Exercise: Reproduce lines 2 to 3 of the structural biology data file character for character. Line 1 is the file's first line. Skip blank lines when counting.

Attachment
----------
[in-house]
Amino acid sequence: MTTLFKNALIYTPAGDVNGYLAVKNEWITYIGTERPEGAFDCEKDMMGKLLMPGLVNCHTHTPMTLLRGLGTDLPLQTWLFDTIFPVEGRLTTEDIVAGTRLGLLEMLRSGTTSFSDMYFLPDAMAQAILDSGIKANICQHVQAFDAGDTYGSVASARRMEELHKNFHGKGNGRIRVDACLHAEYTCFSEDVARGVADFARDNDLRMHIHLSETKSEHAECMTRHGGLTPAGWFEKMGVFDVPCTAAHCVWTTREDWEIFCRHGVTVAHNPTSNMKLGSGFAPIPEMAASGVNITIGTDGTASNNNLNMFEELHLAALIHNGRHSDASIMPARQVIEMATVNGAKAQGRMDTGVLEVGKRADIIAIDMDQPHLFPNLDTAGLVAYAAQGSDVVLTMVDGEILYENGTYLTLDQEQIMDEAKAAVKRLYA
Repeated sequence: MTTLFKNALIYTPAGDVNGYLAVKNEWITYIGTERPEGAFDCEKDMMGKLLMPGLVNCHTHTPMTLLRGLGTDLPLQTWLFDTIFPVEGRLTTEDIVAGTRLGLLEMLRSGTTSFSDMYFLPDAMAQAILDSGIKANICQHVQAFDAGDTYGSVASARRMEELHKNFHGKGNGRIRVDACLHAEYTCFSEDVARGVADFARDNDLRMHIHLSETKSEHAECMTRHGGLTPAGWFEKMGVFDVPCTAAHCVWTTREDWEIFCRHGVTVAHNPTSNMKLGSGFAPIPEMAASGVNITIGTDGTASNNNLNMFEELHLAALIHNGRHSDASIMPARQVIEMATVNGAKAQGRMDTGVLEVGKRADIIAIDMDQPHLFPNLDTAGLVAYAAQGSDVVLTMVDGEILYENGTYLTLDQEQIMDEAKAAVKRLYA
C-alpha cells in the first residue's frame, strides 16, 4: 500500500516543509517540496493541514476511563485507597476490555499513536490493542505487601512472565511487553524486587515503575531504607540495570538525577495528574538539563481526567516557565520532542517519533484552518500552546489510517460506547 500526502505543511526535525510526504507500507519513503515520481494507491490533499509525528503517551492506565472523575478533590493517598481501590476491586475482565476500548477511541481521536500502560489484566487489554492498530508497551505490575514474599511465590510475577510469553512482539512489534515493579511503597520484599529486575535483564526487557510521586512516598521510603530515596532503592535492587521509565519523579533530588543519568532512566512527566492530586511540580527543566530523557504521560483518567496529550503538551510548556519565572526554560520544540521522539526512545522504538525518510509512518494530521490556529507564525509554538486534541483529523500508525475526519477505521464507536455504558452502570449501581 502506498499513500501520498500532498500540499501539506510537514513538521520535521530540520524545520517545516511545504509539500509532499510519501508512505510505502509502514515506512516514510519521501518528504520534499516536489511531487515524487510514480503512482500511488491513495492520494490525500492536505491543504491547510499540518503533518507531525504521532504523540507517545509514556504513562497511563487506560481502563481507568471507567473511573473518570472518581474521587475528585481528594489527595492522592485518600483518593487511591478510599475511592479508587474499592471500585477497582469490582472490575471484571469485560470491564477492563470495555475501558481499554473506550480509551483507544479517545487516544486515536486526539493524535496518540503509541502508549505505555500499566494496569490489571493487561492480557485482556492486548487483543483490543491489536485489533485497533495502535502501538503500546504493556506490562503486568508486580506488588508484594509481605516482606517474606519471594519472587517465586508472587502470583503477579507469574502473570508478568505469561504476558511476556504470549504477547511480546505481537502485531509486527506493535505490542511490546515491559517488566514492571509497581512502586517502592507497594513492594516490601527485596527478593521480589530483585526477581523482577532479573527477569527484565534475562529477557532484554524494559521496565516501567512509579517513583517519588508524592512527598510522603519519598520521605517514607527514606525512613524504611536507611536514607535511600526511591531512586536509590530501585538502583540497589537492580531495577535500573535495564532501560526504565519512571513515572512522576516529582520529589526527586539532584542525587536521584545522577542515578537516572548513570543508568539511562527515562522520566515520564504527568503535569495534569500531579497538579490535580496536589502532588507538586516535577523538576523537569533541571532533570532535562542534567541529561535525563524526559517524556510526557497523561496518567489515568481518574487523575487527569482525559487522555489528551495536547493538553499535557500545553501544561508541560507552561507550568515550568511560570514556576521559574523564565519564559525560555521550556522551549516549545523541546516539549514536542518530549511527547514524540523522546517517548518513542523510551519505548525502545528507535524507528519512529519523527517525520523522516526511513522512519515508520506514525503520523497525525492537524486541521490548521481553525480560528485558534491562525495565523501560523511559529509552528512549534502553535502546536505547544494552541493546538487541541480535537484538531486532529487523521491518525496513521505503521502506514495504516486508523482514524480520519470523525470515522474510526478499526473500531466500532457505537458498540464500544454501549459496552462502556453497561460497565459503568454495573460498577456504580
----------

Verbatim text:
Amino acid sequence: MTTLFKNALIYTPAGDVNGYLAVKNEWITYIGTERPEGAFDCEKDMMGKLLMPGLVNCHTHTPMTLLRGLGTDLPLQTWLFDTIFPVEGRLTTEDIVAGTRLGLLEMLRSGTTSFSDMYFLPDAMAQAILDSGIKANICQHVQAFDAGDTYGSVASARRMEELHKNFHGKGNGRIRVDACLHAEYTCFSEDVARGVADFARDNDLRMHIHLSETKSEHAECMTRHGGLTPAGWFEKMGVFDVPCTAAHCVWTTREDWEIFCRHGVTVAHNPTSNMKLGSGFAPIPEMAASGVNITIGTDGTASNNNLNMFEELHLAALIHNGRHSDASIMPARQVIEMATVNGAKAQGRMDTGVLEVGKRADIIAIDMDQPHLFPNLDTAGLVAYAAQGSDVVLTMVDGEILYENGTYLTLDQEQIMDEAKAAVKRLYA
Repeated sequence: MTTLFKNALIYTPAGDVNGYLAVKNEWITYIGTERPEGAFDCEKDMMGKLLMPGLVNCHTHTPMTLLRGLGTDLPLQTWLFDTIFPVEGRLTTEDIVAGTRLGLLEMLRSGTTSFSDMYFLPDAMAQAILDSGIKANICQHVQAFDAGDTYGSVASARRMEELHKNFHGKGNGRIRVDACLHAEYTCFSEDVARGVADFARDNDLRMHIHLSETKSEHAECMTRHGGLTPAGWFEKMGVFDVPCTAAHCVWTTREDWEIFCRHGVTVAHNPTSNMKLGSGFAPIPEMAASGVNITIGTDGTASNNNLNMFEELHLAALIHNGRHSDASIMPARQVIEMATVNGAKAQGRMDTGVLEVGKRADIIAIDMDQPHLFPNLDTAGLVAYAAQGSDVVLTMVDGEILYENGTYLTLDQEQIMDEAKAAVKRLYA